My noble friend Lady Turner of Camden, the noble Baroness, Lady Chalker, and the right reverend Prelate the Bishop of Portsmouth, were very concerned about the position of women in Afghanistan, as was the noble Baroness, Lady Northover. In March 2003, Afghanistan publicly demonstrated its intention to restore full and equal rights for women by ratifying the Convention on the Elimination of All Forms of Discrimination Against Women. That was a welcome move. In the same month, the EU sponsored a resolution welcoming the progress that Afghanistan had made to improve the situation of women and urging the Afghan Government to ensure that a legal framework protecting women's rights was put into place. The number of children attending school has risen; 37 per cent of those students are girls, and a third of teachers are women. The Commission on Human Rights' special rapporteur on violence against women submitted her report on women and girls in Afghanistan last October.

The noble Baroness, Lady Northover, will, I hope, be pleased to know that currently 23 per cent of the delegates to the constitutional Loya Jirgah, which agreed the constitution, were women from right the way across Afghanistan, and that Articles 22, 43 and 44 of the new constitution enshrine women's rights. However, I agree with the noble Baroness—I think it is terribly important that these issues are sustained. We know what pressures there are about women's rights— we should not be in any sense complacent about what is happening. When it comes to the way in which education is moving and women are getting a foothold in the democratic institutions, we should work very hard at sustaining those into the future.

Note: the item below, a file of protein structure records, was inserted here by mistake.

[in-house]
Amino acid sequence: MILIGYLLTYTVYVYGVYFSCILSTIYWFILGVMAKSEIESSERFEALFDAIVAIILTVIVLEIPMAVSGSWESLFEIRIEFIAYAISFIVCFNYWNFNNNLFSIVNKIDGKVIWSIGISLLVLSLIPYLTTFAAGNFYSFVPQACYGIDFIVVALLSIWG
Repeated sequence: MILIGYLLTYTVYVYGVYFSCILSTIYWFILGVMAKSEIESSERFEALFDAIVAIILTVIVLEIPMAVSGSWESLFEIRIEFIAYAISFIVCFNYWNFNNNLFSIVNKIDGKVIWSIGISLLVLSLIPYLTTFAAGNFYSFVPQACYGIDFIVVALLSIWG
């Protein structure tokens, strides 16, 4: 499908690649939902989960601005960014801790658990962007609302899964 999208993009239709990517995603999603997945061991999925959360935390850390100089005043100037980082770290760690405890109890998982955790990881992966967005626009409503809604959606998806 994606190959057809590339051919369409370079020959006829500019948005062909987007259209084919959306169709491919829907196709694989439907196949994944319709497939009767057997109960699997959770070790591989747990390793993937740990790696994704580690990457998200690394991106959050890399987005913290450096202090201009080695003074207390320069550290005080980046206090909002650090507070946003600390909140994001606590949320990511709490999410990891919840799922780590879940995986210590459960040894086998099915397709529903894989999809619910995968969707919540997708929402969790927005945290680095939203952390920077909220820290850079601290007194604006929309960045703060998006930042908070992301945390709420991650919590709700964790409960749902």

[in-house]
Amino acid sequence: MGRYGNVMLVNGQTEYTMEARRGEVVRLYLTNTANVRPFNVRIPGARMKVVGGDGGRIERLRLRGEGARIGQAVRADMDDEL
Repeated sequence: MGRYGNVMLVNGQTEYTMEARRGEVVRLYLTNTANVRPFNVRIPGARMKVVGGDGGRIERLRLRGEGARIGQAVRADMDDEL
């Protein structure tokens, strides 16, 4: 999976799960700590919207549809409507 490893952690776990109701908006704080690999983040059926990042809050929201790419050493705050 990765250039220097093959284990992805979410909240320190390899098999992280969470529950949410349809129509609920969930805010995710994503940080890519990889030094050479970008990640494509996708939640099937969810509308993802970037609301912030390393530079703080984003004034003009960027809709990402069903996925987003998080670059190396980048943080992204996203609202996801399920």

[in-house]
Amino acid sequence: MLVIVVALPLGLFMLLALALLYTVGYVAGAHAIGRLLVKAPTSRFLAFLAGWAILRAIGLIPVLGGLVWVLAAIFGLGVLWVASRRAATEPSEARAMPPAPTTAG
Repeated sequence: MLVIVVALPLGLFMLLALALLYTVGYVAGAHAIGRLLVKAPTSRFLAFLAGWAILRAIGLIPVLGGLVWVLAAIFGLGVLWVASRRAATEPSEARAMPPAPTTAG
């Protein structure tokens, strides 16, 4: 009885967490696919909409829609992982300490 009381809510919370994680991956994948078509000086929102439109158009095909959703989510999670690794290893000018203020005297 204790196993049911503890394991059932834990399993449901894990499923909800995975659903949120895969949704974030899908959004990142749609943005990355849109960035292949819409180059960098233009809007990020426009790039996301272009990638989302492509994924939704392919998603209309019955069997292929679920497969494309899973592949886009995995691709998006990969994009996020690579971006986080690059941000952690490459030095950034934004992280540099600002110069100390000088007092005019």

The noble Earl, Lord Sandwich, and the noble Lord, Lord Hannay, spoke about some of Afghanistan's neighbours' attitudes. I agree with them that the India/Pakistan agreement is enormously important. We want their engagement to recognise that the potential for destabilising impact, if there were to be any renewed conflict in Afghanistan, would be very serious. However, I think that is an example of useful dialogue—a good example of what can be done when neighbours take steps to try and reduce insurgency and extremist action across borders. The six-neighbour non-intervention pact which the noble Earl, Lord Sandwich, mentioned, is also an important point.

Much is being done to disarm the private militias. President Karzai announced the start of the first demobilisation, disarmament and reintegration pilot scheme in Kunduz in October. Further schemes have since been introduced in Kabul, Parwan and Mazar-i-Sharif. Again, the noble and gallant Lord, Lord Boyce, was very keen to know more about what is happening there.

The UN-led DDR process will involve channelling former combatants into civilian life. The UK has contributed more than £2.5 million to the UN as part of the DDR process. ISAF also plays a role in supporting the efforts which have been led jointly by the UN and Japan, importantly, to demobilise, disarm and reintegrate these individuals.

I could also report to your Lordships successes in health. The UK provides 19 per cent of the European Union's package of aid. Of that, £17.5 million is going on health, rebuilding 72 hospitals, clinics and women's healthcare centres. Of course, we recognise and very much regret that a great deal of pressure has been put on the NGOs, as the right reverend Prelate reported to your Lordships, and that some have been forced to limit or to curtail their activities due to a lack of security, especially in the south.

I agree with what the noble Earl, Lord Sandwich, and the noble Baroness, Lady Northover, said about the deplorable murder of the young Frenchwoman working for the UN. That was an horrific deed, which underlines the threat that the United Nations faces in Afghanistan. However, the United Nations is not allowing itself to be bullied out of Afghanistan. It continues to work towards disarming militias and registering voters to ensure that the national elections are as successful as possible.